living in Australia. Heck, our national team is called the SOCCERoos. Yet I can’t help myself. It just makes sense. Of all the footballs, it is the one in which you use your foot most.
Nomenclature nitpicking aside, I said I’d write about the physical demands of the game, so this leads off my two part series which will look at the physical demands of football. This first part will discuss the energy system demands of the game, as well as a suggestion on training for it, whilst the second part will discuss the motor skills required to make it big, or just make an impact at your local ground.
Analysis of World Cup play showed that players on average covered a distance of 10 km in a game, yet over 51% of the high intensity action lasted only 20 seconds or less. Actual sprinting occurred even less, at only 5.8% of the time spent running, Gambetta (2002).
Other analysis shows a total breakdown of movement as follows: It was found that during the 90 minutes players spent 17% (15 min.) standing, 42% (38 min.) walking, 16% (14 min.) jogging, 25% (22 min.) running with less than 2 minutes of this sprinting, dos Remedios (2010).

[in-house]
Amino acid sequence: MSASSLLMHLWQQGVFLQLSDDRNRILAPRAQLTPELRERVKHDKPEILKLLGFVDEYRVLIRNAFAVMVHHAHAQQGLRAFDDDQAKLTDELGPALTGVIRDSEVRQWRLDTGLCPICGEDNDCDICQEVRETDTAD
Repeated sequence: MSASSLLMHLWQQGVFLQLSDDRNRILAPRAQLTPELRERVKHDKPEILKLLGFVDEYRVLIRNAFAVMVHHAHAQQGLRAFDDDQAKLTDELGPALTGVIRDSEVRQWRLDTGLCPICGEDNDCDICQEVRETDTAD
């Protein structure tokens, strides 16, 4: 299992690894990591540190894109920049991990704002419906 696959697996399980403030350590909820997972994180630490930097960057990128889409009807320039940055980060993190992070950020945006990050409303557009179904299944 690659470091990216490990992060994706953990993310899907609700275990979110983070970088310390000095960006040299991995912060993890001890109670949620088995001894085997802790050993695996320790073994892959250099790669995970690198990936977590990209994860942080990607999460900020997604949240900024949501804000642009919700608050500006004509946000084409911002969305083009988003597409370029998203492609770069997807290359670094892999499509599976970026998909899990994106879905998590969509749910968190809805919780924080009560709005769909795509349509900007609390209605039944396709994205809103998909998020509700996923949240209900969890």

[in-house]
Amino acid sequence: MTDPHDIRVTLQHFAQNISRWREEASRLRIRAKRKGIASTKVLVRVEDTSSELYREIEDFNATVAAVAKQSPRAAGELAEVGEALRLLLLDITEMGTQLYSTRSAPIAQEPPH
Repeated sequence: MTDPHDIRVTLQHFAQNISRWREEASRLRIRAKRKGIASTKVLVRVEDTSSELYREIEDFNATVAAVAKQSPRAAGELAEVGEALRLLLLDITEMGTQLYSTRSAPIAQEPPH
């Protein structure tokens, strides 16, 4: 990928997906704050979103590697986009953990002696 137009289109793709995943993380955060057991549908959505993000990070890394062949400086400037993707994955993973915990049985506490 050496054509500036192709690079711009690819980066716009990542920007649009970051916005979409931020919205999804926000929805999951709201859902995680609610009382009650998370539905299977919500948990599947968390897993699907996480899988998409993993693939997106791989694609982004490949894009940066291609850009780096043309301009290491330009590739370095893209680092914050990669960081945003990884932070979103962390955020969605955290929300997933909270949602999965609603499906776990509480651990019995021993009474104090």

What does this mean though?
Well, before I read this, and before I knew much about physiology, I would have said soccer is an aerobic dominant sport. Yet now I realise that although it appears to be an aerobic sport, the game is played with a constantly elevated heart rate, with peaks and troughs as effort goes up and down. There are bursts of effort (anaerobic), and recovering from those bursts (aerobic).
It was interesting to hear Sir Alex Ferguson comment on Manchester United’s pre season training this summer. He mentioned how in years gone by, the players would perform longer distance running, which included 400 m runs, 800 m runs and often higher. This season he said most of the work was 200 m runs. This is is the change in thought process that parallels his comments I blogged about relating to improvements in sports science.